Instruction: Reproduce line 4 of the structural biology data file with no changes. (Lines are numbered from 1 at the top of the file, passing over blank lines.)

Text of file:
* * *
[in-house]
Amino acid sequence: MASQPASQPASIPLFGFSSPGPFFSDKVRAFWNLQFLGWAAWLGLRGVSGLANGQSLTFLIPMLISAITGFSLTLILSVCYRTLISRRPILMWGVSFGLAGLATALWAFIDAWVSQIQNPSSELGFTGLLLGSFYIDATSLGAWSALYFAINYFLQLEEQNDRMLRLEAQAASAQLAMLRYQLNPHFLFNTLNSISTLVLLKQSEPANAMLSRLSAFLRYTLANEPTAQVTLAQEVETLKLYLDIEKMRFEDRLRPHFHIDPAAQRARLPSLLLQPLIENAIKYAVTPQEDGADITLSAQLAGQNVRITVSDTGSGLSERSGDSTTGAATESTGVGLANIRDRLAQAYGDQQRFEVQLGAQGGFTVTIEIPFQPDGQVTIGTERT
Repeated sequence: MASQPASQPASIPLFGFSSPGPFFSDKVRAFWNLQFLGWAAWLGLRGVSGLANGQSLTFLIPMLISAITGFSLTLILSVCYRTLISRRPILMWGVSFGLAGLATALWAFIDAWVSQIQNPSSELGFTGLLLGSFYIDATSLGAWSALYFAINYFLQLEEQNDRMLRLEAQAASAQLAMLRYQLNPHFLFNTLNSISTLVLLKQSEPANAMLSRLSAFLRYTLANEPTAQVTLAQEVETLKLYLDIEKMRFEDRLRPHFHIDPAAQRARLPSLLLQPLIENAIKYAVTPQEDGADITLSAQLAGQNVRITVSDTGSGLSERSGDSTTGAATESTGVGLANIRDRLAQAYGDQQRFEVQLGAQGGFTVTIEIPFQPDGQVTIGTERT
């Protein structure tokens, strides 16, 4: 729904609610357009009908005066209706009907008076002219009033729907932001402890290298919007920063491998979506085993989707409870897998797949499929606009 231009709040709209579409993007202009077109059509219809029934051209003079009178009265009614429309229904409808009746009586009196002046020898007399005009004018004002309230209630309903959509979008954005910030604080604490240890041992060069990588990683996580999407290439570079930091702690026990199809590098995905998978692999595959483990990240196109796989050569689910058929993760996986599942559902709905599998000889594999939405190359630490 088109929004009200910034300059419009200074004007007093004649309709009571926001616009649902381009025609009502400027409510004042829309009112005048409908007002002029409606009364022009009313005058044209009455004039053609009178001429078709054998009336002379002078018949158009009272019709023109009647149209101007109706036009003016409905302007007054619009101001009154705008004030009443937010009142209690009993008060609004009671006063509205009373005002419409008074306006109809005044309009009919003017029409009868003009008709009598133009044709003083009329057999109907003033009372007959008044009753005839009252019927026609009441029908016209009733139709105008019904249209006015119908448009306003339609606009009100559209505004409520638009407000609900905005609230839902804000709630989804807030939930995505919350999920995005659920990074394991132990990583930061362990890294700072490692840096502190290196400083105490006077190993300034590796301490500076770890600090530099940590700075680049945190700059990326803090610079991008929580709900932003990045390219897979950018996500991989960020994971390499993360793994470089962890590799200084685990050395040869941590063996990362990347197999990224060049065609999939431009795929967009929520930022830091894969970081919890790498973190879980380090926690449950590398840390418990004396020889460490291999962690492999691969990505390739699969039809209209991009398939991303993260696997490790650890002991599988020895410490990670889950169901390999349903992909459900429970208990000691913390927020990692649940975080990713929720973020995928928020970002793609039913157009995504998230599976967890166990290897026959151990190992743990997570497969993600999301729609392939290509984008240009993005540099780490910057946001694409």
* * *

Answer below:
């Protein structure tokens, strides 16, 4: 729904609610357009009908005066209706009907008076002219009033729907932001402890290298919007920063491998979506085993989707409870897998797949499929606009 231009709040709209579409993007202009077109059509219809029934051209003079009178009265009614429309229904409808009746009586009196002046020898007399005009004018004002309230209630309903959509979008954005910030604080604490240890041992060069990588990683996580999407290439570079930091702690026990199809590098995905998978692999595959483990990240196109796989050569689910058929993760996986599942559902709905599998000889594999939405190359630490 088109929004009200910034300059419009200074004007007093004649309709009571926001616009649902381009025609009502400027409510004042829309009112005048409908007002002029409606009364022009009313005058044209009455004039053609009178001429078709054998009336002379002078018949158009009272019709023109009647149209101007109706036009003016409905302007007054619009101001009154705008004030009443937010009142209690009993008060609004009671006063509205009373005002419409008074306006109809005044309009009919003017029409009868003009008709009598133009044709003083009329057999109907003033009372007959008044009753005839009252019927026609009441029908016209009733139709105008019904249209006015119908448009306003339609606009009100559209505004409520638009407000609900905005609230839902804000709630989804807030939930995505919350999920995005659920990074394991132990990583930061362990890294700072490692840096502190290196400083105490006077190993300034590796301490500076770890600090530099940590700075680049945190700059990326803090610079991008929580709900932003990045390219897979950018996500991989960020994971390499993360793994470089962890590799200084685990050395040869941590063996990362990347197999990224060049065609999939431009795929967009929520930022830091894969970081919890790498973190879980380090926690449950590398840390418990004396020889460490291999962690492999691969990505390739699969039809209209991009398939991303993260696997490790650890002991599988020895410490990670889950169901390999349903992909459900429970208990000691913390927020990692649940975080990713929720973020995928928020970002793609039913157009995504998230599976967890166990290897026959151990190992743990997570497969993600999301729609392939290509984008240009993005540099780490910057946001694409």